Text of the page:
Residents Turning the Deadbolt in Schnecksville

21 residents have had their home burglarized or have been robbed

In all her 50 years living in Schnecksville, it never once crossed Ruth Schneck's mind, but now this 88-year-old grandmother vigilantly locks her door.

A lesson learned after someone broke into her house just a few weeks ago.

“The day before it happened I was out cutting my grass and the doors are all open. We never had problems,” Schneck said Monday.

Nothing was stolen, but 21 people in this growing North Whitehall Township community have had their homes burglarized or robbed in the last two months, according to Pennsylvania State Police.

Its part of a crime wave that also included the rape of an elderly woman.

The break-ins are happening so often that just Sunday night, police had to run out of a crime watch meeting.

“One of the people at the meeting got a call from her daughter that their house was being burglarized -- that someone was trying to get in,” said crime watch organizer Richard Haberern.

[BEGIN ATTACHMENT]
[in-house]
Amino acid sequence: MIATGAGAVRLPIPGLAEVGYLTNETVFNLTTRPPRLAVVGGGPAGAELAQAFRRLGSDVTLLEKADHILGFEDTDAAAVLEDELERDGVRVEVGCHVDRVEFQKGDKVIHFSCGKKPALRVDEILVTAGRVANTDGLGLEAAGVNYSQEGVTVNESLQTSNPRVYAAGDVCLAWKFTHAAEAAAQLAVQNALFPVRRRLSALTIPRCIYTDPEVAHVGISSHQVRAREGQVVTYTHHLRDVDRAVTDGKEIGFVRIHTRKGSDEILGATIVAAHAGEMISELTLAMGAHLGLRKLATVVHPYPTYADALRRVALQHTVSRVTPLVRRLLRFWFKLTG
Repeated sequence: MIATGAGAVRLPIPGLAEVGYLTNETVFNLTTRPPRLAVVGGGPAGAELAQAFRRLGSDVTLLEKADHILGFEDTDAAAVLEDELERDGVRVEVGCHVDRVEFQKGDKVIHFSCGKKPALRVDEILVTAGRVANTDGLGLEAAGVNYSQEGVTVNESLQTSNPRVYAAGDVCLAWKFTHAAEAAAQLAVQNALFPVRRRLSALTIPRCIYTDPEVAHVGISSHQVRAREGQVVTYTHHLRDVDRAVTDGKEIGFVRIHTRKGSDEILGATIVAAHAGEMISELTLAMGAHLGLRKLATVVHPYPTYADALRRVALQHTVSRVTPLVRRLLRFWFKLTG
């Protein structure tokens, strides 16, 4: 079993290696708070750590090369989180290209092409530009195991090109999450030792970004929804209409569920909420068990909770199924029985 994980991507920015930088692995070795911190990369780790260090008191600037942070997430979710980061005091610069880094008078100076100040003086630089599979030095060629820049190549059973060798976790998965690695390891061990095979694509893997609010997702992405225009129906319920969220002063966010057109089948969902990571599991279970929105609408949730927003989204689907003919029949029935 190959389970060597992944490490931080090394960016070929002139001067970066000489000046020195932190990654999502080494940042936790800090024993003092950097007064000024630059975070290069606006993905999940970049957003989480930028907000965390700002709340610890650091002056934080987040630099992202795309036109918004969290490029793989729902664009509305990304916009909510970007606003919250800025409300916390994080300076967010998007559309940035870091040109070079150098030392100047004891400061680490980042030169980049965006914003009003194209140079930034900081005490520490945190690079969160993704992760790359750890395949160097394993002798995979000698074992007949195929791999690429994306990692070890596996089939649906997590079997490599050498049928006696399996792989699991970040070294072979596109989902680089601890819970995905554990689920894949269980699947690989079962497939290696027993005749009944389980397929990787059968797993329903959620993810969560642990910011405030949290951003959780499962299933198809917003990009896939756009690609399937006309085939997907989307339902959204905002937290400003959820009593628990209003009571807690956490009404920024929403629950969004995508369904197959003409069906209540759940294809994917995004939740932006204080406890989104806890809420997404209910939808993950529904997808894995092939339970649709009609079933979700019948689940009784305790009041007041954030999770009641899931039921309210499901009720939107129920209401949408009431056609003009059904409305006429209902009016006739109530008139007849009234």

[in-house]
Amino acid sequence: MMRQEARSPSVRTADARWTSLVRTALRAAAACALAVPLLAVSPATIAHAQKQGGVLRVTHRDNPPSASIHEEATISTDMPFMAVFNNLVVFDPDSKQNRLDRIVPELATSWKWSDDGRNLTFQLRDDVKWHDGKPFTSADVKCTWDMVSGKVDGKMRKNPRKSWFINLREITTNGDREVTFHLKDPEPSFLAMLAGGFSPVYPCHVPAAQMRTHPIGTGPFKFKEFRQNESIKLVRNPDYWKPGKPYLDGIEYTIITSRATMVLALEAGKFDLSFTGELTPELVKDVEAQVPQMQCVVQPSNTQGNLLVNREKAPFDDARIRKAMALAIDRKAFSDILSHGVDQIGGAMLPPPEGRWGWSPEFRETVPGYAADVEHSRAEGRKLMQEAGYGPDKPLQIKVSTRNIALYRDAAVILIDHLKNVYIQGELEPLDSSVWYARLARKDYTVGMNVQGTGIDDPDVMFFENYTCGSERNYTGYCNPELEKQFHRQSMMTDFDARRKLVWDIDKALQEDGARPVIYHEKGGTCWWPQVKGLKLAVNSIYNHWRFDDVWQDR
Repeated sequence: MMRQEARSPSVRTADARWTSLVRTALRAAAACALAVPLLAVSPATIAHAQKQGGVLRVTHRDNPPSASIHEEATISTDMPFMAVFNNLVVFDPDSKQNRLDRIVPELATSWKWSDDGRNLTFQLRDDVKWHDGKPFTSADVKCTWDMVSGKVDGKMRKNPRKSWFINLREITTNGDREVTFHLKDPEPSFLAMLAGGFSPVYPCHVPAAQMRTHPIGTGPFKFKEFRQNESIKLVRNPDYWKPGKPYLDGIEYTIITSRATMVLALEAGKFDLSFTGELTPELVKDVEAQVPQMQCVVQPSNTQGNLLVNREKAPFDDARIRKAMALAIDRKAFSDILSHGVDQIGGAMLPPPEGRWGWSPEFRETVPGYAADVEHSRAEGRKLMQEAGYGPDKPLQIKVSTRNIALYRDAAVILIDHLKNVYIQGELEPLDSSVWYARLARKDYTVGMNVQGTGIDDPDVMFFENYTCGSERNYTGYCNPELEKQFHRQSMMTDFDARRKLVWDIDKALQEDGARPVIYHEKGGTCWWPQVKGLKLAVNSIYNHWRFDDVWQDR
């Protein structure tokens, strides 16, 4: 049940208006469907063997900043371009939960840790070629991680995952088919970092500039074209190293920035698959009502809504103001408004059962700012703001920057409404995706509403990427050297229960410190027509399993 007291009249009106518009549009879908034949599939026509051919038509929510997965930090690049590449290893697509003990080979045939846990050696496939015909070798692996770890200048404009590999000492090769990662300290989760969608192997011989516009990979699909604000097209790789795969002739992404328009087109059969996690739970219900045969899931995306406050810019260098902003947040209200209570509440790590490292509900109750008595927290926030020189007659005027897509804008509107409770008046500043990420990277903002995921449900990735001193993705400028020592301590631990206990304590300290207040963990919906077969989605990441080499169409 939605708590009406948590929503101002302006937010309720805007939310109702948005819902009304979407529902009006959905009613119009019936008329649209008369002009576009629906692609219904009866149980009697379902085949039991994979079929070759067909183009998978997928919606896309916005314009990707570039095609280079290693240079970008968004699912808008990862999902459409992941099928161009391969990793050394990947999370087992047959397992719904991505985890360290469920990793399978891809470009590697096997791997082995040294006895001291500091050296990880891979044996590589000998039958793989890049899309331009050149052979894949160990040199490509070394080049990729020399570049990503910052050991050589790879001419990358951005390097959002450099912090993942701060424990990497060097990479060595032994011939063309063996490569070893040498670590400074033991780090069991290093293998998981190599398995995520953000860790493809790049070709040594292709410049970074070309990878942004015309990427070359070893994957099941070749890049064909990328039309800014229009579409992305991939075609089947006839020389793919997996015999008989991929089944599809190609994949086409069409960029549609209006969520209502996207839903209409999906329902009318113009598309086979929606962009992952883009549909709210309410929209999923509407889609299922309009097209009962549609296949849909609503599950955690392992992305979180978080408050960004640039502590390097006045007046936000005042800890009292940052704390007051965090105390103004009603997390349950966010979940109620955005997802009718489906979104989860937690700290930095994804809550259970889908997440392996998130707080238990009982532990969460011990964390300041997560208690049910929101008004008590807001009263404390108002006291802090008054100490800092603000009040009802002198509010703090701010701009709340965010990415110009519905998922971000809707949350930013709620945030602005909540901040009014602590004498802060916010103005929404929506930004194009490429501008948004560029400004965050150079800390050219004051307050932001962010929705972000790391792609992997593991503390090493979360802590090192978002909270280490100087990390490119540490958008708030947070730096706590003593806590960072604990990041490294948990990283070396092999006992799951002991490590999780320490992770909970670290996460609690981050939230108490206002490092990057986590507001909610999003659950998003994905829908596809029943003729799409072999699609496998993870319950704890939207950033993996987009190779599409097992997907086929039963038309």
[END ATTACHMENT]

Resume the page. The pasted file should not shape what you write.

Haberern said the officers got there in minutes, scaring off the would-be intruders.

“Unfortunately the neighbor aside of me was burglarized and a few houses up street, neighbor was robbed at gunpoint,” Haberern said.

State police have arrested one man they believe is responsible for the majority of the burglaries, but they have yet to track down the rapist who struck here -- leaving so many feeling vulnerable and scared.

“We had a woman last night who said she had a gun for years, but never used it. But now she’s ready to use it in light of the rape,” another crime watch organizer Greg Pothering said.

Schnecksville doesn't have its own police force. The town relies on state police out of Bethlehem to protect their streets.

Haberen and pothering have formed the area's first crime watch group, in hopes of better informing neighbors, like Ruth Schneck, of what to watch out for and what to do should crime come knocking on their door.

 “I’m not afraid of living here, but I have to keep the doors locked, all the time,” Schneck said.

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